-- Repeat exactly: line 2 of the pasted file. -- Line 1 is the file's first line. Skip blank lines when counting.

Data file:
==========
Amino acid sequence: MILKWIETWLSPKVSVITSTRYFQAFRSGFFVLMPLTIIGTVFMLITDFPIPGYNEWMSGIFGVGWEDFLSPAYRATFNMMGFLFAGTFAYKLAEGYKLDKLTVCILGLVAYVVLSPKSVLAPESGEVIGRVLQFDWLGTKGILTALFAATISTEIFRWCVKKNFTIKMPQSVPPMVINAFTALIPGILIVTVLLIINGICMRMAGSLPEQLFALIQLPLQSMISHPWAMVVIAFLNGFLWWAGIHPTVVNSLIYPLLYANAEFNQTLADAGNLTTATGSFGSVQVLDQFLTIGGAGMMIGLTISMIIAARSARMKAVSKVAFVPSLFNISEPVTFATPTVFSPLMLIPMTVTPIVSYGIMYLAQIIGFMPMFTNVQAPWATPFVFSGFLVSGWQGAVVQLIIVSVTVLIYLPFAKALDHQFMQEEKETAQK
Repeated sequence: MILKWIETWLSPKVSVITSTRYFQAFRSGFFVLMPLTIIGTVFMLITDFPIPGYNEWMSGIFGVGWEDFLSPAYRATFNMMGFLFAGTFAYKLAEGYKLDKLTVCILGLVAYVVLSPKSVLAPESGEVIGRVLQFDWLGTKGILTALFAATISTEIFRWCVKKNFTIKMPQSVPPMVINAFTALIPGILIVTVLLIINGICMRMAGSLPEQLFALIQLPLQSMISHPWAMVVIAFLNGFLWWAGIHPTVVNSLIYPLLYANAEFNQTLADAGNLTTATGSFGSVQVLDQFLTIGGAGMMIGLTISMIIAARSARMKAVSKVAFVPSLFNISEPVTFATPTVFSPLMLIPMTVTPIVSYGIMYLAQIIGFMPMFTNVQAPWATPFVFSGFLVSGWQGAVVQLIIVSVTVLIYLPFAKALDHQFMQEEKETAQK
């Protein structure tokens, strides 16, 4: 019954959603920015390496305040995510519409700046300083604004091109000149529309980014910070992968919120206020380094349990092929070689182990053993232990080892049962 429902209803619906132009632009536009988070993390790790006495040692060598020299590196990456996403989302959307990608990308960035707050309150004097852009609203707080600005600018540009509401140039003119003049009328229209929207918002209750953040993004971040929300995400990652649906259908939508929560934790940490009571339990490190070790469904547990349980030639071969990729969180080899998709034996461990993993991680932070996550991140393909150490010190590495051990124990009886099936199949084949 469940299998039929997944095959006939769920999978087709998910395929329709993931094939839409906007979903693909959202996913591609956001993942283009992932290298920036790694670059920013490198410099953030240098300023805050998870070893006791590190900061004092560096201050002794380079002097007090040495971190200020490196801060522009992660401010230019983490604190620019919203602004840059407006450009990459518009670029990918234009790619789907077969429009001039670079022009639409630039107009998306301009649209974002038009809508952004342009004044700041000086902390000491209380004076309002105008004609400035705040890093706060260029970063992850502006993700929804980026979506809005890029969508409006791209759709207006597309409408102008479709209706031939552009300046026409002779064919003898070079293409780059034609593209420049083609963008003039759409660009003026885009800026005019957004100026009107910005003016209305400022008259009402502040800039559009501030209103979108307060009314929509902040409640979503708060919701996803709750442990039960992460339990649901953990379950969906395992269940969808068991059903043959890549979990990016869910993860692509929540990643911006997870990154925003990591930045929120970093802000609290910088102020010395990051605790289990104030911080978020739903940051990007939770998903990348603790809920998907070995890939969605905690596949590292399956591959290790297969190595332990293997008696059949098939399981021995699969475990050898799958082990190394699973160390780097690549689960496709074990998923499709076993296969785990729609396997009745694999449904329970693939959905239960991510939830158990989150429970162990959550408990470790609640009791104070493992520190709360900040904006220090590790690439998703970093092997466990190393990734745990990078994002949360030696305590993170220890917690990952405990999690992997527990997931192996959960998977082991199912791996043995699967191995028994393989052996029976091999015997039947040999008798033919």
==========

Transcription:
Repeated sequence: MILKWIETWLSPKVSVITSTRYFQAFRSGFFVLMPLTIIGTVFMLITDFPIPGYNEWMSGIFGVGWEDFLSPAYRATFNMMGFLFAGTFAYKLAEGYKLDKLTVCILGLVAYVVLSPKSVLAPESGEVIGRVLQFDWLGTKGILTALFAATISTEIFRWCVKKNFTIKMPQSVPPMVINAFTALIPGILIVTVLLIINGICMRMAGSLPEQLFALIQLPLQSMISHPWAMVVIAFLNGFLWWAGIHPTVVNSLIYPLLYANAEFNQTLADAGNLTTATGSFGSVQVLDQFLTIGGAGMMIGLTISMIIAARSARMKAVSKVAFVPSLFNISEPVTFATPTVFSPLMLIPMTVTPIVSYGIMYLAQIIGFMPMFTNVQAPWATPFVFSGFLVSGWQGAVVQLIIVSVTVLIYLPFAKALDHQFMQEEKETAQK